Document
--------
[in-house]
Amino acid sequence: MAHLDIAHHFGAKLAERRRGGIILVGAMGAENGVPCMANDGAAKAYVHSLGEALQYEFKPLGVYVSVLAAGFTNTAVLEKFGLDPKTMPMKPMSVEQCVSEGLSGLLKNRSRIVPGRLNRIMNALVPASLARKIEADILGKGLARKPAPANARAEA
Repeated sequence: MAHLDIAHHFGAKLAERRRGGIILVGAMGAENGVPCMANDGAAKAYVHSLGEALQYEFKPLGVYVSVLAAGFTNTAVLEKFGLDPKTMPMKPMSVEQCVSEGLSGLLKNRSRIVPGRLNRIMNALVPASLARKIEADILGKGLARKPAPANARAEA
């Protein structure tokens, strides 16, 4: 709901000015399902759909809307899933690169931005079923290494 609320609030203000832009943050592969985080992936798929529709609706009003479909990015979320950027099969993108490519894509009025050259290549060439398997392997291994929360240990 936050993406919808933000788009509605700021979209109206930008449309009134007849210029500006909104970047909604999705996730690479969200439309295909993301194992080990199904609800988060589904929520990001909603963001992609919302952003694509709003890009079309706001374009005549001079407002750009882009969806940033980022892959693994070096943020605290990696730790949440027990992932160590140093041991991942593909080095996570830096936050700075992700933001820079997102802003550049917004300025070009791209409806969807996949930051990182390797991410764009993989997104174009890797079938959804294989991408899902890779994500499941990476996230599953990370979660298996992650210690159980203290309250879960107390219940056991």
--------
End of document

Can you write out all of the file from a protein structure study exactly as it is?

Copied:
[in-house]
Amino acid sequence: MAHLDIAHHFGAKLAERRRGGIILVGAMGAENGVPCMANDGAAKAYVHSLGEALQYEFKPLGVYVSVLAAGFTNTAVLEKFGLDPKTMPMKPMSVEQCVSEGLSGLLKNRSRIVPGRLNRIMNALVPASLARKIEADILGKGLARKPAPANARAEA
Repeated sequence: MAHLDIAHHFGAKLAERRRGGIILVGAMGAENGVPCMANDGAAKAYVHSLGEALQYEFKPLGVYVSVLAAGFTNTAVLEKFGLDPKTMPMKPMSVEQCVSEGLSGLLKNRSRIVPGRLNRIMNALVPASLARKIEADILGKGLARKPAPANARAEA
């Protein structure tokens, strides 16, 4: 709901000015399902759909809307899933690169931005079923290494 609320609030203000832009943050592969985080992936798929529709609706009003479909990015979320950027099969993108490519894509009025050259290549060439398997392997291994929360240990 936050993406919808933000788009509605700021979209109206930008449309009134007849210029500006909104970047909604999705996730690479969200439309295909993301194992080990199904609800988060589904929520990001909603963001992609919302952003694509709003890009079309706001374009005549001079407002750009882009969806940033980022892959693994070096943020605290990696730790949440027990992932160590140093041991991942593909080095996570830096936050700075992700933001820079997102802003550049917004300025070009791209409806969807996949930051990182390797991410764009993989997104174009890797079938959804294989991408899902890779994500499941990476996230599953990370979660298996992650210690159980203290309250879960107390219940056991």